David FullerI’ve met many politicians but the hardest working one I know is Shirley Bond, the MLA for Prince George-Valemont in northern British Columbia.

I first met Bond in the early 2000s, when she was starting out in provincial politics and I was starting out as a trouble-maker in an environmental group trying to clean up the air quality. Bond said she would help us and she did. She got us into meetings, represented our concerns to other levels of government, took on Canadian National Railway and pushed industry to start cleaning up their act.

The air isn’t perfect, in fact it might even be slipping backwards lately, but Bond worked hard for her constituents to improve their health and the environment.

Over the years, I would run into Bond, mostly in airports, where she would be travelling late and working as she waited. She sometimes told me about the workload. I could see the fatigue from all those hours spent working because of her dedication. I could sense the stress of the burden of leadership that requires community leaders to be ‘on’ all the time.

Recently, I was at a meeting where a business leader told me he felt pressured to go out and get work for his company. His company had been successful for years but the work was drying up and he had a bunch of families to feed. I know what that’s like!

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Leaders in business, community and families are sometimes under tremendous pressure to perform. It can feel like the weight of the world is on our shoulders. We need to keep the sales up, and to deal with the competition, our customers or stakeholders. We need to make sure there’s money in the bank and that everyone is safe. Leaders get the hard questions and have to deliver the tough answers. We’re expected to work long hours. We feel we need to know where to look to the future and to figure out what went wrong in the past. Over time, this can take a real toll on our bodies, minds and spirit.

Of course, being a leader can have benefits. There are perks like recognition if we succeed. We can sometimes make decisions that are popular even with our families. If we look after our people, we can be respected and even loved. Sometimes leadership even brings financial rewards. When things are going well, being a leader can be a wonderful adventure. Especially if we’re cut out for it.

But what do we do when leadership goes wrong or we get burned out?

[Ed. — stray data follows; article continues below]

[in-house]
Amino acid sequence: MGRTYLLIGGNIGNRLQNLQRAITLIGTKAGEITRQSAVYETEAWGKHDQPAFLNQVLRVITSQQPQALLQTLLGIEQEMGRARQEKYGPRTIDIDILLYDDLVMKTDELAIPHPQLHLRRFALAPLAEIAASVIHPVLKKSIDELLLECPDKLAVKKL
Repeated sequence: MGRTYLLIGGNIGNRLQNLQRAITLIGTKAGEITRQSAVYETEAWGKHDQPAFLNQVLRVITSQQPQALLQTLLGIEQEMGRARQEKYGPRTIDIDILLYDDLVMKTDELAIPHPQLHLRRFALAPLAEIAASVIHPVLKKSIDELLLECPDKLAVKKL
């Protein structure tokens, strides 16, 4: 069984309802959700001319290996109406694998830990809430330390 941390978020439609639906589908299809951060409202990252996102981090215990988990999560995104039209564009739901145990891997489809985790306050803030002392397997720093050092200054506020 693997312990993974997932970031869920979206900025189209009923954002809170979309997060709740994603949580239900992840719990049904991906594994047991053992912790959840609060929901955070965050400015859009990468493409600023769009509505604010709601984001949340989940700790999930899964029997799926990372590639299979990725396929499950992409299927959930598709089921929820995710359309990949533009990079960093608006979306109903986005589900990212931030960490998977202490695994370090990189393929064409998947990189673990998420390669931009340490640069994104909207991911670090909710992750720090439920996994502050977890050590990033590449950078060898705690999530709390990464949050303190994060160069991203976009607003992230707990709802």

A leader I know stepped back after a decade of leadership. Immediately, I saw him stop shuffling his feet, his attitude changed and it was like a weight had been lifted off his shoulders. People wondered why he did it? I knew!

As leaders, we need to find ways to relieve that burden. We need to find balance in our lives and set aside time so we can refresh. Leaders need to take time away from the office, the pressure, the family, the company or whatever we’re leading to be able to re-vision. Some people can do this through daily exercise or hobbies. Others need holidays and breaks to the cabin, wilderness, the beach or even shopping. Some leaders relieve their burdens through prayer or mindfulness. Henry Ford spent 15 minutes a day in meditation.

When we see leaders who are burning out, who are stressed, under pressure or fatigued, we need to think about how we can support them. We expect leaders to lead, but unless they feel that they’re doing a good job, they start to question themselves. Sometimes we need to tell them, to thank them, to care for them to enable them to do their best and lead us.

Pick a leader you know, perhaps in your family, community or business. Take a few moments to send a card, an email, a text, or just say a word of encouragement or thanks for something you noticed that they’ve done well.

Not only will the world be a better place for that little energy you’ve expended, but the weight of leadership will lift just a little from their shoulders. It’s happened to me.

Dave Fuller, MBA, is an award winning business coach and a partner in the firm Pivotleader Inc. Comments on business at this time? Email [email protected]

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burden of leadership

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